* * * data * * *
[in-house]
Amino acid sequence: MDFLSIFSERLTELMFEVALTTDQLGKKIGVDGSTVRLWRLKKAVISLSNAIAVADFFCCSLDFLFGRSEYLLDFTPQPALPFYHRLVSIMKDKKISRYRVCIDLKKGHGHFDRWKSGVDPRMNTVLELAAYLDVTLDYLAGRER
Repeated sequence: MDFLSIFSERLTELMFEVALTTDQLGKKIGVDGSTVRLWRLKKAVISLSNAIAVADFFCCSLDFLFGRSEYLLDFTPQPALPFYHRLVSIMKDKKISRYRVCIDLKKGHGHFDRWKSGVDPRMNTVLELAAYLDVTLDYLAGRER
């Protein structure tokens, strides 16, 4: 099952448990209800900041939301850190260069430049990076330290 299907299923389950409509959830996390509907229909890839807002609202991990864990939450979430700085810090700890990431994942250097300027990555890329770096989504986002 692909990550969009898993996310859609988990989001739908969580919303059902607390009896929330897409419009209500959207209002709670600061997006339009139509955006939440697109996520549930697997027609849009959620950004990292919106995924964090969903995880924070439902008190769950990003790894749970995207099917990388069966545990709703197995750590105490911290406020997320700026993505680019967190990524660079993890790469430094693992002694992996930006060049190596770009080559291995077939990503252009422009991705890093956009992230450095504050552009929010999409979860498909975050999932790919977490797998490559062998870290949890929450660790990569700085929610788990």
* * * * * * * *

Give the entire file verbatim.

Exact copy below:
[in-house]
Amino acid sequence: MDFLSIFSERLTELMFEVALTTDQLGKKIGVDGSTVRLWRLKKAVISLSNAIAVADFFCCSLDFLFGRSEYLLDFTPQPALPFYHRLVSIMKDKKISRYRVCIDLKKGHGHFDRWKSGVDPRMNTVLELAAYLDVTLDYLAGRER
Repeated sequence: MDFLSIFSERLTELMFEVALTTDQLGKKIGVDGSTVRLWRLKKAVISLSNAIAVADFFCCSLDFLFGRSEYLLDFTPQPALPFYHRLVSIMKDKKISRYRVCIDLKKGHGHFDRWKSGVDPRMNTVLELAAYLDVTLDYLAGRER
């Protein structure tokens, strides 16, 4: 099952448990209800900041939301850190260069430049990076330290 299907299923389950409509959830996390509907229909890839807002609202991990864990939450979430700085810090700890990431994942250097300027990555890329770096989504986002 692909990550969009898993996310859609988990989001739908969580919303059902607390009896929330897409419009209500959207209002709670600061997006339009139509955006939440697109996520549930697997027609849009959620950004990292919106995924964090969903995880924070439902008190769950990003790894749970995207099917990388069966545990709703197995750590105490911290406020997320700026993505680019967190990524660079993890790469430094693992002694992996930006060049190596770009080559291995077939990503252009422009991705890093956009992230450095504050552009929010999409979860498909975050999932790919977490797998490559062998870290949890929450660790990569700085929610788990």